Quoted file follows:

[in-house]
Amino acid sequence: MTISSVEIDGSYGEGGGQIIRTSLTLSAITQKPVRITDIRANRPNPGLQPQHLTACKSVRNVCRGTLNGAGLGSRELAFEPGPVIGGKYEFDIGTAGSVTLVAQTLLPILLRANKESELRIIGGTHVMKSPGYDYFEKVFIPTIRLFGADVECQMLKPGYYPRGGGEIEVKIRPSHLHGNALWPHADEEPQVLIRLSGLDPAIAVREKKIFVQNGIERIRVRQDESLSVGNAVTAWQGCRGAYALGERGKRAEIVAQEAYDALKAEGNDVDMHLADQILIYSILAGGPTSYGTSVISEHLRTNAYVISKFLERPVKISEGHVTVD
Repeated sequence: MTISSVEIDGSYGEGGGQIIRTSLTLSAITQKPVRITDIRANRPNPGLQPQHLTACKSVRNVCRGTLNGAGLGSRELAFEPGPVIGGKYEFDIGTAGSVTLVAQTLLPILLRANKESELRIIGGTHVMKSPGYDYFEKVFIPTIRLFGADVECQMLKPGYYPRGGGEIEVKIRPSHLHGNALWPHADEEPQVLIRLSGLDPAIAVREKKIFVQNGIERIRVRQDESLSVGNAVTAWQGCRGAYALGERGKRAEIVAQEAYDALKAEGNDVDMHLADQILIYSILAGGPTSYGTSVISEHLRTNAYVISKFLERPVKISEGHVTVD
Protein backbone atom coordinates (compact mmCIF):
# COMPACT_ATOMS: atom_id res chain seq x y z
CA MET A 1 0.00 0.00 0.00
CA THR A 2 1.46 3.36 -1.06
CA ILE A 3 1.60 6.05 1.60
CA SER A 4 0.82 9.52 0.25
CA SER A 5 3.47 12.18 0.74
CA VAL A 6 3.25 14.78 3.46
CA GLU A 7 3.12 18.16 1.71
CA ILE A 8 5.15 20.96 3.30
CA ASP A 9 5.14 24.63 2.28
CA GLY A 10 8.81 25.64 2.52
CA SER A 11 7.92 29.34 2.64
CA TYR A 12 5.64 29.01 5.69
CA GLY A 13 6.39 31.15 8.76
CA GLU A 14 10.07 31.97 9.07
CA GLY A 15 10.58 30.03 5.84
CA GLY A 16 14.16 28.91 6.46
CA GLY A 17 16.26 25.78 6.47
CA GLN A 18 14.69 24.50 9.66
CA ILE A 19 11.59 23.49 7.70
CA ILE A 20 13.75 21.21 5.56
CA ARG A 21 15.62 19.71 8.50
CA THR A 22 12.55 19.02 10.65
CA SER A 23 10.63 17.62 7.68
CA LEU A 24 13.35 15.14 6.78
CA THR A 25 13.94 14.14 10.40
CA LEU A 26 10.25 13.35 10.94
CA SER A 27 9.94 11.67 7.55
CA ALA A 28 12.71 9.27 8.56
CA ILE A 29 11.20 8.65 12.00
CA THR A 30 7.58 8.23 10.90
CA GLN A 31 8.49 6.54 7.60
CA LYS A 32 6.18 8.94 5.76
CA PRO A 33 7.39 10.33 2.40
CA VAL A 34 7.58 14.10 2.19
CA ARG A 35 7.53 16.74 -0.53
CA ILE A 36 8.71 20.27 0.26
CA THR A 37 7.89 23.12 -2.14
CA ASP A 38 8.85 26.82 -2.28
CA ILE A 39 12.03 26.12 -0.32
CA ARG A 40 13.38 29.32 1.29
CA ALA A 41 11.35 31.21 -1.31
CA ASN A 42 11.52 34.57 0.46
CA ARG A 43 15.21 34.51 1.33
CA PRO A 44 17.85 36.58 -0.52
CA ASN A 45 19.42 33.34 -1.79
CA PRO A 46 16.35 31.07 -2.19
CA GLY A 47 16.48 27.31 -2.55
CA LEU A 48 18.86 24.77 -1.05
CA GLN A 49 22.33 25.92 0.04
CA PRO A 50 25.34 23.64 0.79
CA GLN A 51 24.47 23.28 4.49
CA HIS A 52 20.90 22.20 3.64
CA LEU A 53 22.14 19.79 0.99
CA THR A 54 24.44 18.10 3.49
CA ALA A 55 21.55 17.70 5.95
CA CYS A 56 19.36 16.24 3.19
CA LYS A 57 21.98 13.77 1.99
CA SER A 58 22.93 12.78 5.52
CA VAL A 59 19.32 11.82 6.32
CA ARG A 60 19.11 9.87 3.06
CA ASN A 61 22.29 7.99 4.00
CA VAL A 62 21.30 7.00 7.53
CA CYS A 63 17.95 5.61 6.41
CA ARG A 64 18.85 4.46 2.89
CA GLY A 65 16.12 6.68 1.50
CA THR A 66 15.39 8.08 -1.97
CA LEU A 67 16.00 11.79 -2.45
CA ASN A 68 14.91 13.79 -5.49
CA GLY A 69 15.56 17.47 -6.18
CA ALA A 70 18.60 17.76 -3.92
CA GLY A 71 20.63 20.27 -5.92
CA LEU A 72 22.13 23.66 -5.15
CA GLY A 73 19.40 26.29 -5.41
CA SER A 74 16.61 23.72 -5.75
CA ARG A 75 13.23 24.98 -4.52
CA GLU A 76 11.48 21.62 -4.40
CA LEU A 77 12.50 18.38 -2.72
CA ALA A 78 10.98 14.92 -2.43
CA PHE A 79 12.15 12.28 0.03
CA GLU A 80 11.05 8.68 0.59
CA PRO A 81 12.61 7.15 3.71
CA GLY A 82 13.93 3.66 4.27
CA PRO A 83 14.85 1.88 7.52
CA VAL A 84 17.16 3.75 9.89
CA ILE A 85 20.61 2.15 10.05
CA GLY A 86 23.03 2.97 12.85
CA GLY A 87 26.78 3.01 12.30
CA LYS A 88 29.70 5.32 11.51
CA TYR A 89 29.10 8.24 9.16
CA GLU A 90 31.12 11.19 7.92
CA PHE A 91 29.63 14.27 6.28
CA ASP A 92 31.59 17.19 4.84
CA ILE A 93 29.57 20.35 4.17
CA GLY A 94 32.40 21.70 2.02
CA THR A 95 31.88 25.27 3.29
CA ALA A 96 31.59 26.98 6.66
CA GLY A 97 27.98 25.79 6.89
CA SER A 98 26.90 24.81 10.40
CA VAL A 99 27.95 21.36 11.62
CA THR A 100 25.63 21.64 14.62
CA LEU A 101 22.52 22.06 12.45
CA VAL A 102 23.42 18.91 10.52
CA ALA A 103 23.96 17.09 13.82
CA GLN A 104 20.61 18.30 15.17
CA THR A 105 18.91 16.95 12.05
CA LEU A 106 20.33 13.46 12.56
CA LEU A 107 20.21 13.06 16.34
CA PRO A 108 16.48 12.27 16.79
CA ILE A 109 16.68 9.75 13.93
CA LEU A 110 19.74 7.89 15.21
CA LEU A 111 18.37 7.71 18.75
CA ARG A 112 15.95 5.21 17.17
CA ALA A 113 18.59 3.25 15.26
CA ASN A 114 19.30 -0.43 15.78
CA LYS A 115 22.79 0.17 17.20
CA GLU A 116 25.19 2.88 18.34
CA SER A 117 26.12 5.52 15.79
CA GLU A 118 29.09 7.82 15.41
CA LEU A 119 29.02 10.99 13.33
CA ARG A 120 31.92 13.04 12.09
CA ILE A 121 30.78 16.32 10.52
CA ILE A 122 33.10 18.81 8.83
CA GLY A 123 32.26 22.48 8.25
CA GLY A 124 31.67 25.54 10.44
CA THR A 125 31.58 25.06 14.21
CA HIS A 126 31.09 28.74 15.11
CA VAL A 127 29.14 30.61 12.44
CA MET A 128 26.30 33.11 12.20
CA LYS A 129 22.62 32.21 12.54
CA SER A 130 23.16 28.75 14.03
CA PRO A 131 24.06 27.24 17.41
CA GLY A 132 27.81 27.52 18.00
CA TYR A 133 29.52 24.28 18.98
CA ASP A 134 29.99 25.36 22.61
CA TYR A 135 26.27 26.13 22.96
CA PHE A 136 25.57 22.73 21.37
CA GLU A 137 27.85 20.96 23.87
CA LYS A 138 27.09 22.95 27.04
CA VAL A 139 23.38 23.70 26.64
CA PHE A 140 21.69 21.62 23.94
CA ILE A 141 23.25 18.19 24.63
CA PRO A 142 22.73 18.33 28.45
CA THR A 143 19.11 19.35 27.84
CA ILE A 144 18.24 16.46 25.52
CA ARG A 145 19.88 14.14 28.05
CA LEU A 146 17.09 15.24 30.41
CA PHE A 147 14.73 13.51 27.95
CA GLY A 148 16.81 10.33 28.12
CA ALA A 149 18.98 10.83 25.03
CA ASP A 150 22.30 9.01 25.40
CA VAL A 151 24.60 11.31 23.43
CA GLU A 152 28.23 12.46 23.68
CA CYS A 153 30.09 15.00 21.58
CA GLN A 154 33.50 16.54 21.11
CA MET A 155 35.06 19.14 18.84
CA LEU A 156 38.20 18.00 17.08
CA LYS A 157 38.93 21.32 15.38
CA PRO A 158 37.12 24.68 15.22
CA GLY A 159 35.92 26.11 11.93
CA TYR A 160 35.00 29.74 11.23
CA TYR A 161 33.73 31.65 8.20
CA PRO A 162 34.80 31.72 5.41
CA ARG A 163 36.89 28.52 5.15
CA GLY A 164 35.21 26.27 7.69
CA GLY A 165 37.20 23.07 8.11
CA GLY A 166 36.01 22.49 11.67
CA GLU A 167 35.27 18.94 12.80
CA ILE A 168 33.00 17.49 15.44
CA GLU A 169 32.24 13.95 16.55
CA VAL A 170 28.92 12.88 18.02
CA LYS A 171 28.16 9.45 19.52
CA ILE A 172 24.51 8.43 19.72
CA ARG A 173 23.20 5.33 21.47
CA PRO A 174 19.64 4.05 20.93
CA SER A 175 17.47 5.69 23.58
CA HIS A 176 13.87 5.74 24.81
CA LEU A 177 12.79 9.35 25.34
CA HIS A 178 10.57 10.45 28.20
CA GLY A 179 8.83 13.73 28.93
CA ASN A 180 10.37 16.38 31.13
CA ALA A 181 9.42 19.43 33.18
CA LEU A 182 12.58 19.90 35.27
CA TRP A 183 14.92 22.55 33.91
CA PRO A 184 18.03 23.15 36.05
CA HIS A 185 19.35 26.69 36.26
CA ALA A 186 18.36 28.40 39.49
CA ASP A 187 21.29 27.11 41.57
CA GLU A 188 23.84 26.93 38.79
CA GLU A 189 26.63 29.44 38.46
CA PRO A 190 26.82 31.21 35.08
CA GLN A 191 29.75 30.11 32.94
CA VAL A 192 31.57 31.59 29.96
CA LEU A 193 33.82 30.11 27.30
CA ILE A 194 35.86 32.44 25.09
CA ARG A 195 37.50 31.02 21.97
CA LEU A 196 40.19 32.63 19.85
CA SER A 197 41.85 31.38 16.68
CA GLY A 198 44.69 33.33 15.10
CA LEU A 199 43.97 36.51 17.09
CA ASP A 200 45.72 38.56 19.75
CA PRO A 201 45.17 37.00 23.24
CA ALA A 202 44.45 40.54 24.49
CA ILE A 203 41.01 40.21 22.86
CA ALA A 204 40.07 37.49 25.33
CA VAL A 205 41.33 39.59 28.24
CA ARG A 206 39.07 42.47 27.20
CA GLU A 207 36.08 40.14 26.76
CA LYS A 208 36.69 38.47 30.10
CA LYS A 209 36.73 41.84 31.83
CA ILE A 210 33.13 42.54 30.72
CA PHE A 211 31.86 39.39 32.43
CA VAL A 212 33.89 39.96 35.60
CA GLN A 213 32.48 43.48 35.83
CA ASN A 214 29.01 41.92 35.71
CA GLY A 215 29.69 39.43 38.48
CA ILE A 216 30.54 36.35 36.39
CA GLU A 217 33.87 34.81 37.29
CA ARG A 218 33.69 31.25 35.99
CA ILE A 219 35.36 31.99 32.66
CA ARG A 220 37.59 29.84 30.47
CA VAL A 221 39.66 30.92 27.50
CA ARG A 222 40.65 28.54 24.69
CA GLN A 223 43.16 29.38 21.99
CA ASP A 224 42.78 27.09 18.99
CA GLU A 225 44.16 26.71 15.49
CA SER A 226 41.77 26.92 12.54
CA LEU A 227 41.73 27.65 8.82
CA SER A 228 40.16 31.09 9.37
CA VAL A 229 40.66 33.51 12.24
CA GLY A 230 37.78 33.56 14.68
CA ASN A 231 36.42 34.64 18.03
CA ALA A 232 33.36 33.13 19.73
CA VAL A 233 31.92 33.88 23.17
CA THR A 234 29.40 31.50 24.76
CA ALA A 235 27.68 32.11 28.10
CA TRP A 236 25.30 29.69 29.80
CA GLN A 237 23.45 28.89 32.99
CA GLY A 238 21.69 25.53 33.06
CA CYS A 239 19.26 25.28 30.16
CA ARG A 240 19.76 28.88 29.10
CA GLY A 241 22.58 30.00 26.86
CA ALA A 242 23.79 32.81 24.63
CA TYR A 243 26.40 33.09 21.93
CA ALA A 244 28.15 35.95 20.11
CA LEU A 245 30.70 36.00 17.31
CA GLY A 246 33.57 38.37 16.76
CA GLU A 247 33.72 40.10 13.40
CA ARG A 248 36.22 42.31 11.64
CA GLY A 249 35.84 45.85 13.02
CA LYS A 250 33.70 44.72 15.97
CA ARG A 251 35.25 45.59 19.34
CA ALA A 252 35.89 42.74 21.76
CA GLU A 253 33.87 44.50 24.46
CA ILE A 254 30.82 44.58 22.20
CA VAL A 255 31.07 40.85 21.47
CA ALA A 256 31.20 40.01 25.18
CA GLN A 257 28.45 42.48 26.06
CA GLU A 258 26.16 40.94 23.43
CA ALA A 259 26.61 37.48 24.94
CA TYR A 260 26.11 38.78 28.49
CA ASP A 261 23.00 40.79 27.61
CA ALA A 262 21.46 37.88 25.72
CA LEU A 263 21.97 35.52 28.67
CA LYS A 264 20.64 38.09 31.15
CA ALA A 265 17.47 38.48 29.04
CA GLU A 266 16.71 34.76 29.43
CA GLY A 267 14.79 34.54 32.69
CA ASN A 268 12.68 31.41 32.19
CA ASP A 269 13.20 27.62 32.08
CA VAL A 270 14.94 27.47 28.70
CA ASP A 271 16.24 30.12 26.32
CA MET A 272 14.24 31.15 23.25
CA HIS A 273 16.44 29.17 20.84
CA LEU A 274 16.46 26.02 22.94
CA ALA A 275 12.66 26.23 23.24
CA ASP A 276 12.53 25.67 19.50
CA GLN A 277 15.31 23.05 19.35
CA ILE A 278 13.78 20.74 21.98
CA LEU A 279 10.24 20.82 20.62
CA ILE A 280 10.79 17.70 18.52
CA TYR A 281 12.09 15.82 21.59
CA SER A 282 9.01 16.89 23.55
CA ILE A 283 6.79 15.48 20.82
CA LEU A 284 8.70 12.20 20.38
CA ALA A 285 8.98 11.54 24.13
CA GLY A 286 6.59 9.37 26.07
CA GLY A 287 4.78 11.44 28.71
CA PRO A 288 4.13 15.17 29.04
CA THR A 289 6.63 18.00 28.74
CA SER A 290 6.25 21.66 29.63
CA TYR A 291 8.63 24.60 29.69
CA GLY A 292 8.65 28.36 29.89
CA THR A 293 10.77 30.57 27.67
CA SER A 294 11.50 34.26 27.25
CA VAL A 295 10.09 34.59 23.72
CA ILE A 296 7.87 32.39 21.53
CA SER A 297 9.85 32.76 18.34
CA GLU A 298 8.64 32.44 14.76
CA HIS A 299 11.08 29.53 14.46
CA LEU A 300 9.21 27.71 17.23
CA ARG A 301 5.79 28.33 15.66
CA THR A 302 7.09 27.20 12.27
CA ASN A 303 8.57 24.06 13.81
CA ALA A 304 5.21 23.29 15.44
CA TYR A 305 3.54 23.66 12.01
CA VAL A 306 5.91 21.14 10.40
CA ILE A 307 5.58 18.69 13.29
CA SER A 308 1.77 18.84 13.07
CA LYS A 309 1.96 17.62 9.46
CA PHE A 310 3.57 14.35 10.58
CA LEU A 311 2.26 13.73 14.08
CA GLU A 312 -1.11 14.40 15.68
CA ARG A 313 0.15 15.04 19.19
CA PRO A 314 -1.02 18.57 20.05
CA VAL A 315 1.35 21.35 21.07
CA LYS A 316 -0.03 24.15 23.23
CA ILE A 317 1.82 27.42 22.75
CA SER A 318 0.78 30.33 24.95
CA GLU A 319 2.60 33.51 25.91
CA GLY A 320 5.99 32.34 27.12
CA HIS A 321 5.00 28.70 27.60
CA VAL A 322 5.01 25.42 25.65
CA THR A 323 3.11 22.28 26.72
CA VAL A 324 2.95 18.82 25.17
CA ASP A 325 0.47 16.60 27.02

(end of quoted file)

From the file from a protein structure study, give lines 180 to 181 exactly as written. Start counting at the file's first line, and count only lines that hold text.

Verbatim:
CA SER A 175 17.47 5.69 23.58
CA HIS A 176 13.87 5.74 24.81